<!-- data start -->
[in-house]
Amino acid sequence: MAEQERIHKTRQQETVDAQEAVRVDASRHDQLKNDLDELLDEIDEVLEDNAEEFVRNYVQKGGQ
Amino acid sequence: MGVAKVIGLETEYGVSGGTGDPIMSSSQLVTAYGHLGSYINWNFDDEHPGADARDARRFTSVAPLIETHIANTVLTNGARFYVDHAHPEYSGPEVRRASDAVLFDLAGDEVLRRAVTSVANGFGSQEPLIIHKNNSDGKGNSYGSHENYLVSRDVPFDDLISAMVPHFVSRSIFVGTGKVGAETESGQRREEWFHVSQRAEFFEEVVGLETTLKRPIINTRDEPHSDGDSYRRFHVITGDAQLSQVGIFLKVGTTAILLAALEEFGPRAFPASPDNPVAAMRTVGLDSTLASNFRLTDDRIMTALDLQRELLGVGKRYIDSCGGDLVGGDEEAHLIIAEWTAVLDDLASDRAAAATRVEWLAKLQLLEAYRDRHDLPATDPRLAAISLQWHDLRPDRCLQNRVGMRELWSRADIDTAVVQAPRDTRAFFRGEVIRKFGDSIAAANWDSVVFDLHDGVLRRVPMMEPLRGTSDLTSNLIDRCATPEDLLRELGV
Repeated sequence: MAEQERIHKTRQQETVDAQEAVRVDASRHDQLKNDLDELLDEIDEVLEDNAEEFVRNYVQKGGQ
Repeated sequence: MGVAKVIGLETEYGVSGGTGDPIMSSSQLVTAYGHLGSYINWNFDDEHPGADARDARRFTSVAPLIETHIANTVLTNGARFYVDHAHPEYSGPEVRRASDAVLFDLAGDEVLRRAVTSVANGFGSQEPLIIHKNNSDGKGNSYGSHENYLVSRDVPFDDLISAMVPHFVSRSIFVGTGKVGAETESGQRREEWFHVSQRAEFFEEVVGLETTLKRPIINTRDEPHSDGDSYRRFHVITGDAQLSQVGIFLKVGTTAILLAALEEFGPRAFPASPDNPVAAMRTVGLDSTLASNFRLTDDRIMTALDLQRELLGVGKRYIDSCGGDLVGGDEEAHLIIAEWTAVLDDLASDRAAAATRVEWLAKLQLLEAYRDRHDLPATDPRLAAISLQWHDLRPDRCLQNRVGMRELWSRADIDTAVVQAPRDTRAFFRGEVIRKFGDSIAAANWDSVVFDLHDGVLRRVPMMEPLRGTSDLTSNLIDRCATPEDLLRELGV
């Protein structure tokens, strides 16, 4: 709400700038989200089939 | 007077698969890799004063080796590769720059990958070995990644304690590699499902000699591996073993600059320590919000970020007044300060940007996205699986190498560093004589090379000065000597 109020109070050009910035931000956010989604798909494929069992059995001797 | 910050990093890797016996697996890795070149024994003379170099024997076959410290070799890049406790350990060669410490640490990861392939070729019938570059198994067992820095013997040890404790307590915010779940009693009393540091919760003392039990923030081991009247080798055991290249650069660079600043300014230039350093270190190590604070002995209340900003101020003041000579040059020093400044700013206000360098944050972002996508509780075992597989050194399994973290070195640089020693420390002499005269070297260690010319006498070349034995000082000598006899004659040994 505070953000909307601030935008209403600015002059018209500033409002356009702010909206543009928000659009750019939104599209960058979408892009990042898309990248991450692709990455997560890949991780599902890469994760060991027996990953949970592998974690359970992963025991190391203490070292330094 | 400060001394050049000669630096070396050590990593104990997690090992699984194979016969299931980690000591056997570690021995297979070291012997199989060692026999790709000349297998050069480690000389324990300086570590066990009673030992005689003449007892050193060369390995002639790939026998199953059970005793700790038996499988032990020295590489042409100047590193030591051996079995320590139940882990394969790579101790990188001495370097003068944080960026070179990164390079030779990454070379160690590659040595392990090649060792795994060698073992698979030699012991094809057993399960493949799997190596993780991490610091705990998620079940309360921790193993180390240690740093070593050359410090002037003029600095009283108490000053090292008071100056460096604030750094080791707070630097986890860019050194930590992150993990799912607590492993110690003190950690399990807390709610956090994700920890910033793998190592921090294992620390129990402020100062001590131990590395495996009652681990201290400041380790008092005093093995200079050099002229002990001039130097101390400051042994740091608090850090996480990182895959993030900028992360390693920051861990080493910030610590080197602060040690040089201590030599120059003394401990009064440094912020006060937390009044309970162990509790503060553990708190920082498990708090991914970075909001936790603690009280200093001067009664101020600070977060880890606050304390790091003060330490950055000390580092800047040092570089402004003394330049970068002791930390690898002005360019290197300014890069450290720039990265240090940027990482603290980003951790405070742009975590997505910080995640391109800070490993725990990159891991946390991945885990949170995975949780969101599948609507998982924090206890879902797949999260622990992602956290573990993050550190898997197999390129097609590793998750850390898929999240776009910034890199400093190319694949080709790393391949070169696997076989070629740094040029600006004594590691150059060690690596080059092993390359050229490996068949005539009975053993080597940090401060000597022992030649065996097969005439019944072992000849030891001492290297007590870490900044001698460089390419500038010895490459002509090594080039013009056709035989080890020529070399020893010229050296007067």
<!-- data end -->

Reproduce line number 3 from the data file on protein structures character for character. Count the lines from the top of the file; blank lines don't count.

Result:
Amino acid sequence: MGVAKVIGLETEYGVSGGTGDPIMSSSQLVTAYGHLGSYINWNFDDEHPGADARDARRFTSVAPLIETHIANTVLTNGARFYVDHAHPEYSGPEVRRASDAVLFDLAGDEVLRRAVTSVANGFGSQEPLIIHKNNSDGKGNSYGSHENYLVSRDVPFDDLISAMVPHFVSRSIFVGTGKVGAETESGQRREEWFHVSQRAEFFEEVVGLETTLKRPIINTRDEPHSDGDSYRRFHVITGDAQLSQVGIFLKVGTTAILLAALEEFGPRAFPASPDNPVAAMRTVGLDSTLASNFRLTDDRIMTALDLQRELLGVGKRYIDSCGGDLVGGDEEAHLIIAEWTAVLDDLASDRAAAATRVEWLAKLQLLEAYRDRHDLPATDPRLAAISLQWHDLRPDRCLQNRVGMRELWSRADIDTAVVQAPRDTRAFFRGEVIRKFGDSIAAANWDSVVFDLHDGVLRRVPMMEPLRGTSDLTSNLIDRCATPEDLLRELGV